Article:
An Arbor Day grant of $1000 and instruction from Council Board Member Lori Brockelbank helped the Village of Cassadaga (pop. ~610) and Assembly of Lily Dale (pop. ~275) celebrate their first Arbor Day on Saturday May 18, 2019.
The family-friendly event started at the Cassadaga Library with crafts for kids, free saplings, refreshments, and Lori’s presentation. Among other things, she covered the benefits of trees; Right Plant, Right Place; tree planting and aftercare; and dealing with deer, beaver, and salt. She also talked about job opportunities in the urban forestry field, which piqued the interest of Cassadaga Job Corps youth. The group then headed out to plant trees.
By David Moore, Senior Tree Supervisor, City of Oakland, California Photos Courtesy David Moore
NYSUFC Past President (2015-2017) David Moore, 34, is the recipient of the 2019 Arbor Day Foundation Trailblazer Award, which recognizes outstanding achievement in arboriculture and/or urban forestry by professionals under 35. After working for ten years in New York City for New York Restoration Project and then for NYC Parks, David is now the Senior Tree Supervisor for Oakland, CA in their Public Works Department. Within his first year there, David secured a million-dollar grant for a citywide tree inventory and 50-year urban forestry master plan for Oakland. Receiving the Trailblazer Award sparked in David a period of reflection about his career and mentors thus far. Here, he offers seven pieces of counsel for young or new city forester colleagues.
Find or develop your niche by putting yourself at the intersection of two different specialties.
We are most fortunate to have USFS Climate Change Specialist Dr. Leslie Brandt as the 2019 ReLeaf Conference Friday morning plenary speaker and leader of a workshop later that morning.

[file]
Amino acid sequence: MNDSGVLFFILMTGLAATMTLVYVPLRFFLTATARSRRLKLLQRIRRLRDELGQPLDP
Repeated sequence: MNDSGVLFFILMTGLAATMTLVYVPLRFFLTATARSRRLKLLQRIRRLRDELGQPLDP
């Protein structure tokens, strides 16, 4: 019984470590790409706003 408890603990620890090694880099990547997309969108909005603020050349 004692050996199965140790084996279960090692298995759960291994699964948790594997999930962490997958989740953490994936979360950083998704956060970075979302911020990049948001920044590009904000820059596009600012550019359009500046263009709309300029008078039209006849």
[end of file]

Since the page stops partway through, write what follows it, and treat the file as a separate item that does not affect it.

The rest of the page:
In the plenary she will discuss “Assessing Climate Change Vulnerability of Urban Forest and Natural Ecosystems in the Mid-Atlantic Region” and in the workshop, she zooms in on NY with “Climate Change Impacts and Adaptation Strategies for New York’s Trees.”
To get background on Leslie’s work with her climate change cohorts, you can see a superb infographic here about the findings of the team studying the vulnerability of the tree species in the urban forests of greater Chicago. The full paper about this study is here.
The vulnerability case studies presented are most interesting. For example, find out why the Village of Riverside’s urban forest is Low-Moderately Vulnerable to climate change effects, while the City of Lake Forest is Moderately Vulnerable, while the Glencoe Park Distrist is Moderate to Highly Vulnerable. What can we do to make moderate to highly vulnerable urban forests in New York more resilient?
Revkin began writing on climate change in the 1980s. In the mid 2000s, he exposed political suppression of climate findings at NASA and editing of federal climate reports by political appointees with ties to the petroleum industry. He was the first Times reporter to file stories and photos from the sea ice around the North Pole.
About 40 invited guests attended the Arbor Day Foundation (ADF) reception on June 6th in the Arsenal at Central Park to honor David Moore’s recognition as ADF 2019 Trailblazer. The Trailblazer Award recognizes outstanding achievement in arboriculture and/or urban forestry by professionals under 35. At the reception, a video (above) about David’s work was unveiled, David gave an extemporaneous, from-the-heart speech, and attendees enjoyed a reception on the Arsenal roof, overlooking the southeast corner of Central Park.